When my office closed, our kids’ schools began to contemplate if they’d shut down, and our fear changed to panic — the pandemic shook us all pretty hard. I was used to the hustle and bustle of the mornings, running to catch my train heading into New York City for work, and the humdrum of my routine. I was used to thinking about dinner even before I swallowed the last bite of my breakfast.
I was comfortable seeing my wife for an hour at the end of our days, soaking up the little alone time we had, and watching the latest episode of Workin’ Moms on Netflix. With one ear bent towards our twin daughters’ bedroom, expecting to be interrupted by one of their night terrors, feet up and a bowl of popcorn sitting on my laptop — this was our normal before coronavirus.
The pandemic quickly uprooted us from our normal lives. We were forced to be with each other, my family of five, all of the time. Being stuck at home with my entire family was not something I was looking forward to. At first, it was so hard to be with the same four people, day in and day out. We got to truly see one another, understand the parts of each other we had not seen before because we were all busy rushing to get to the next activity or meeting.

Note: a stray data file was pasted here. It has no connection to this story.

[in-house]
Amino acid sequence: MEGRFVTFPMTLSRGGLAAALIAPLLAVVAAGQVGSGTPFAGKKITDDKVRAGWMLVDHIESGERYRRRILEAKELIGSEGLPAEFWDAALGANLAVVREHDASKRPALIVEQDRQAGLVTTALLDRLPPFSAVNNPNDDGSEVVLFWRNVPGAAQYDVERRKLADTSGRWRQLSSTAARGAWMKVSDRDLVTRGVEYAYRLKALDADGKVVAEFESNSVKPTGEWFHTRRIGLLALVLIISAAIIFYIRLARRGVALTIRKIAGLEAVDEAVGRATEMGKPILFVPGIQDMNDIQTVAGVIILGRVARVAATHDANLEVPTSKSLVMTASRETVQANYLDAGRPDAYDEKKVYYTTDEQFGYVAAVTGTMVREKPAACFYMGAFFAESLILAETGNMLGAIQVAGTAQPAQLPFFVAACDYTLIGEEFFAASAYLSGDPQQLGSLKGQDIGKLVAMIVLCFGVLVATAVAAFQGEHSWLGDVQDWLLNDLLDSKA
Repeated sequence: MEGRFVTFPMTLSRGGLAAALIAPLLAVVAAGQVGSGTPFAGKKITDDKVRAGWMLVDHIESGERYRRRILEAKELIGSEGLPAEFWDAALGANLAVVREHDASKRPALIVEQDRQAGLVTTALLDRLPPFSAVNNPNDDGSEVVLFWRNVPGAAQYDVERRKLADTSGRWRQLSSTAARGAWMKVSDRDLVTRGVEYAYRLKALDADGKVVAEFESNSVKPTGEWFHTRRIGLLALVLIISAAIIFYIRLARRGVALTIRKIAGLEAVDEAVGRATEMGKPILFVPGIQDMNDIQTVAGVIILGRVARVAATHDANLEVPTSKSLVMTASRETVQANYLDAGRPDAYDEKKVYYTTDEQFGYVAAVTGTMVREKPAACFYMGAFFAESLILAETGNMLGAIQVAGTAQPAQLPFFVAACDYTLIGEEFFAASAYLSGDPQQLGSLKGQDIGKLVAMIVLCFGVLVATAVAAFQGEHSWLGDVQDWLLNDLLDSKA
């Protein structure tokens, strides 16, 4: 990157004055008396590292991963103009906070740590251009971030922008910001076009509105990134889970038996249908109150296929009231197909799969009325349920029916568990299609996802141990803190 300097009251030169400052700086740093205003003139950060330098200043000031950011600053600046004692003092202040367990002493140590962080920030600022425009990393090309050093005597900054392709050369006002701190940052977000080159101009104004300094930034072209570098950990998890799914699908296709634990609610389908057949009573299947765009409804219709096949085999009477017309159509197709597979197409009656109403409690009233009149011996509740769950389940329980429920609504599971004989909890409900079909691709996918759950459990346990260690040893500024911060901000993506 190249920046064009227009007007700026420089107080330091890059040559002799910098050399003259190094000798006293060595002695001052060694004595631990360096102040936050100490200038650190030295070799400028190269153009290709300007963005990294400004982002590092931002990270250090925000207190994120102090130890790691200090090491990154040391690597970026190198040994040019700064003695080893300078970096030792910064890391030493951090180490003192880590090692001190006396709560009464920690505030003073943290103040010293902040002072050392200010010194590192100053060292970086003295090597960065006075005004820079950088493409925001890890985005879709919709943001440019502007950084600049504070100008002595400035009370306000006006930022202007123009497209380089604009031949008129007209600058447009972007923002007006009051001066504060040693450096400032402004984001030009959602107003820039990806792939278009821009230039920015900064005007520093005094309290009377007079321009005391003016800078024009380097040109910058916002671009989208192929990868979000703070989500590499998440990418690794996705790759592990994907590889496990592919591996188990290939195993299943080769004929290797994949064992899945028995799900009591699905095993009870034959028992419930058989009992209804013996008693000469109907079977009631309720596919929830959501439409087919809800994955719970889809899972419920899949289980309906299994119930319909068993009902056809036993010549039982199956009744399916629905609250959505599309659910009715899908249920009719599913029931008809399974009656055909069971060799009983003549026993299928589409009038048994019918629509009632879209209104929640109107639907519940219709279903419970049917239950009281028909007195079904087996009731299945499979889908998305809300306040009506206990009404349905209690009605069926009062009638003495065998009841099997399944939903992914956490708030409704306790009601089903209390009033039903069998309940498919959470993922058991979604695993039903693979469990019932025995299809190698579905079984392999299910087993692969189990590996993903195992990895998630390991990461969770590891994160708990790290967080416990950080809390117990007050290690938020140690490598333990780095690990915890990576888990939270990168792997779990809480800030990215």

Even though I practically forced everyone to shower and put on new clothes every day — as if we all had somewhere to be that wasn’t in our living room or dining room — all of it was unbelievably hard.
The first week, my wife and I argued every day. We had some kind of disagreement over what to have for dinner, over how much screen time the kids should have, over who gets the laptop and when, over why there were so many dishes in the sink, over how many snacks the kids should be allowed in a day. It was hard. Those first few days seemed to be consumed by discussion after discussion, many miscommunicated requests or countless unheard asks.
By the end of that week, we all needed a change of scenery, a relief, so we went outside — and this is what turned things around for us. Every weekend, we found a new park to explore and discovered a new hiking trail. We took the kids’ scooters out and they sped down any empty path we could find. We explored the woods, skipped rocks in creeks, searched for worms which also doubled as a supplemental preschool lesson for our daughters.